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Review of  Programming for Linguists

Reviewer: Hans Paulussen
Book Title: Programming for Linguists
Book Author: Michael Hammond
Publisher: Wiley
Linguistic Field(s): Computational Linguistics
Issue Number: 14.1737

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Date: Tue, 17 Jun 2003 14:21:40 +0200
From: Hans Paulussen
Subject: Programming for Linguists: Perl for Language Researchers

Hammond, Michael, (2003) Programming for Linguists: Perl for
Language Researchers, Blackwell Publishing.
Announced at

Reviewed by Hans Paulussen, University of Leuven (campus Kortrijk)


"Programming for linguists" is an introductory book for linguists who
want to learn to program in Perl.

The book consists of nine chapters, which I would group into three
sections (although the author does not make this distinction): an
introductory section (chapters 1-2), a description of Perl (chapters
3-7), and an extension to this basic introduction, covering HTML and
CGI scripting (chapters 8-9).

The introductory section (chapters 1-2) gives a brief introduction to
Perl and how to start using Perl. The first chapter explains in a few
lines why Perl programming skills would help the linguist in his
research tasks. This is followed by a brief note on how to download
and install Perl, and a note on how to read the book. The second
chapter explains how to edit and run your first script, the ubiquitous
print command: "Hello world".

The second section (chapters 3-7) gives a carefully documented
description of the basics of the Perl programming language. Basic
control structures and variables are introduced in chapter 3. At the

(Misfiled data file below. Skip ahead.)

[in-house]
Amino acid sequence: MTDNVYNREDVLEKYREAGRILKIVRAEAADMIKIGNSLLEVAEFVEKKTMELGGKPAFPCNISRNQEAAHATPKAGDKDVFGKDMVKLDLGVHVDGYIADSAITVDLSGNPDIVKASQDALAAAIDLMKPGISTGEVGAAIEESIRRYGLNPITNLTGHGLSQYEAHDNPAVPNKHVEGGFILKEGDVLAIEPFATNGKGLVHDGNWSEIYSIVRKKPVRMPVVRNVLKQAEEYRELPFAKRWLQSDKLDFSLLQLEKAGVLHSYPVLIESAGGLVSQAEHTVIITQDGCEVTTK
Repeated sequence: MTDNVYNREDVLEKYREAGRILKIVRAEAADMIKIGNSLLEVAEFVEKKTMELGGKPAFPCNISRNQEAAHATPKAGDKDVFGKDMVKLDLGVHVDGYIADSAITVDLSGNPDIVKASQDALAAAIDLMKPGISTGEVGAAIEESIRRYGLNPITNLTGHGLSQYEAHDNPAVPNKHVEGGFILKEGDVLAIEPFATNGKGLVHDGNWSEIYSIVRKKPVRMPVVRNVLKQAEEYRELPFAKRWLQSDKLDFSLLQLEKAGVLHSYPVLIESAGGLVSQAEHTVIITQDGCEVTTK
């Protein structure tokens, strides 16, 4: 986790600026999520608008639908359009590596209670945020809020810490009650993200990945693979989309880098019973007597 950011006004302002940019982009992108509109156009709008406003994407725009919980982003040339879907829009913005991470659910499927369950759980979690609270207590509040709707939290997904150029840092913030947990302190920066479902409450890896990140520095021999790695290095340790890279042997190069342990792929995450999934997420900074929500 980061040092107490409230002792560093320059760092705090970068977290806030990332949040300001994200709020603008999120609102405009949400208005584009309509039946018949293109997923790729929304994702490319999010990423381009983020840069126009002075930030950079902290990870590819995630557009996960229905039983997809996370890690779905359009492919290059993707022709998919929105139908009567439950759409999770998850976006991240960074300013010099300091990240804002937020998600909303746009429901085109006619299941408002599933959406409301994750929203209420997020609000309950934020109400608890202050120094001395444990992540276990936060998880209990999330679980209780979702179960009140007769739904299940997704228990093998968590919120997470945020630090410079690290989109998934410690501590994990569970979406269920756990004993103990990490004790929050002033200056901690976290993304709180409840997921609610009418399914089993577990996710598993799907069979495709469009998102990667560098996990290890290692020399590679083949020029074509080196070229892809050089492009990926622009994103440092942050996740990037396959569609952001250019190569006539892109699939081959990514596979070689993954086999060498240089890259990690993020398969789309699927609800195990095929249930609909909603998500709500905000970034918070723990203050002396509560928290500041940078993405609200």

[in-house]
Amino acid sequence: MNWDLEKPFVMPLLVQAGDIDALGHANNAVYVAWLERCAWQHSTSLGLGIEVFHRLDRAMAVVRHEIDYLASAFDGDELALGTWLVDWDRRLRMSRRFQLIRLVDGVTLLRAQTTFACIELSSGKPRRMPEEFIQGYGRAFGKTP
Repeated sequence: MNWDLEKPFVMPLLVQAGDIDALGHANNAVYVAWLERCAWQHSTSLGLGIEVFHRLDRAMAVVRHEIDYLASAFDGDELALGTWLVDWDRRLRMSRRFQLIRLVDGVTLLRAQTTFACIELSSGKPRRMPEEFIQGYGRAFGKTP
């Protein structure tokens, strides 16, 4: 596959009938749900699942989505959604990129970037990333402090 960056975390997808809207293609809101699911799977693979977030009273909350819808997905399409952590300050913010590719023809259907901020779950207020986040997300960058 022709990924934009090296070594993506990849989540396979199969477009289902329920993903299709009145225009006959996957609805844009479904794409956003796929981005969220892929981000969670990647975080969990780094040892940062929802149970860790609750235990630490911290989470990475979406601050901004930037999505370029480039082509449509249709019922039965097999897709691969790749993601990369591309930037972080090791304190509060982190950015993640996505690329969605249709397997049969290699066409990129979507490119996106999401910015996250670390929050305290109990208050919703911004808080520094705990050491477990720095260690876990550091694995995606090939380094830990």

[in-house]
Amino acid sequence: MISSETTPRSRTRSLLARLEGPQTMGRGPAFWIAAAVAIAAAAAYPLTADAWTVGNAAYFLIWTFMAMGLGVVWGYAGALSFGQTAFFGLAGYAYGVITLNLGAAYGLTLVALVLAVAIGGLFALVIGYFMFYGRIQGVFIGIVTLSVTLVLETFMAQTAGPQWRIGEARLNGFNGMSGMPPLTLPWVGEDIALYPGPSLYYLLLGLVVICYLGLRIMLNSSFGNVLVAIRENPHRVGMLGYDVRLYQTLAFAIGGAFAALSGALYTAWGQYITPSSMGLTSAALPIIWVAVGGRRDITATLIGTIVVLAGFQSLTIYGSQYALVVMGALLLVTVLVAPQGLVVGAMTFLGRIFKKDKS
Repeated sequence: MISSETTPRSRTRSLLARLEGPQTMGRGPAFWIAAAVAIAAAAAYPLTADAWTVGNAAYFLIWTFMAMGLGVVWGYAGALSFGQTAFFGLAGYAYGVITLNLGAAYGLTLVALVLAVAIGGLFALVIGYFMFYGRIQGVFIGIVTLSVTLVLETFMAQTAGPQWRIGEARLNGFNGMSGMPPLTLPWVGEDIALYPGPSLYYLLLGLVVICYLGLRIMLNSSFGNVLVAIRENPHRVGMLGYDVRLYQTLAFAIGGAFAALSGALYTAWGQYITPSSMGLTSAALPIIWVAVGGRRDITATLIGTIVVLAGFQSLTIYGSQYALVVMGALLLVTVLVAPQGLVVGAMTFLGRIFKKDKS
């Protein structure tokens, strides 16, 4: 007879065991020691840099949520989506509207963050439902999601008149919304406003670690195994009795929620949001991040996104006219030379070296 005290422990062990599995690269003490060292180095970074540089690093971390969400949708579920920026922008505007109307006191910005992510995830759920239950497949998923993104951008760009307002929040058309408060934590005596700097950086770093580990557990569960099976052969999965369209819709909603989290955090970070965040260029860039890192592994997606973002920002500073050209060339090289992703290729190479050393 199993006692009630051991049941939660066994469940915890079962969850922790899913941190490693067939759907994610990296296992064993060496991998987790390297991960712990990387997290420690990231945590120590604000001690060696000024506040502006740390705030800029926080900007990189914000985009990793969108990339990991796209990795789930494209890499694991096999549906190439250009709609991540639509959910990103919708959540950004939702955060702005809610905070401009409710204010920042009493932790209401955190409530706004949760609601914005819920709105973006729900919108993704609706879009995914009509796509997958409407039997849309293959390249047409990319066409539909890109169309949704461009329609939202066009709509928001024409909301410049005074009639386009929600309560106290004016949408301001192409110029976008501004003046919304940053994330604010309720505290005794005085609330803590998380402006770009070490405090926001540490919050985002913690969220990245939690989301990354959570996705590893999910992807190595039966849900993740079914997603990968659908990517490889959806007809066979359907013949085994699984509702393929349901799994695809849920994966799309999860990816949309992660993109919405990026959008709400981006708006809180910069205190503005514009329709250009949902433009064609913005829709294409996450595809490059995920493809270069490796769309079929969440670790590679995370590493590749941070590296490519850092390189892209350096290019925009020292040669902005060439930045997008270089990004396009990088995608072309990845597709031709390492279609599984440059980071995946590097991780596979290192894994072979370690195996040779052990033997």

end of the chapter, the knowledge gained is illustrated in a
linguistic experimental task involving the automatic generation of
'nonsense' syllables (p. 25).

Chapter 4 covers the subject of input and output, array operations and
randomizing. The whole set of new elements (input/output, array,
randomization) is then illustrated in a program ( which
shows how to collect experimental data (p. 43).

Chapter 5 deals with the subject of subroutines and modules. It is a
bit longer than the previous chapters and requires close attention of
the beginner programmer. The topics discussed involve also the
anonymous variable, variable scope, arguments to subroutines,
multidimensional arrays, and the Exporter module to round off the
modularity of Perl. All the new features are integreted in new
versions of the sample program introduced in the previous

Regular expressions form the main topic of chapter 6. All the main
features of pattern matching are explained, and the regular
expressions are illustrated in a "pig latin" generator (p. 89): a
program which swaps syllables (similar to the French verlan), taking
into account some syllabic constraints. A sentence splitter (p. 90) is
shown as another linguistic example.

Chapter 7 deals with all the Perl tools used for text and string
manipulation. This includes, for example, string replacement based on
regular expressions, conversion of strings to arrays (split and join)
and sorting. The power of hashes is introduced, and the chapter ends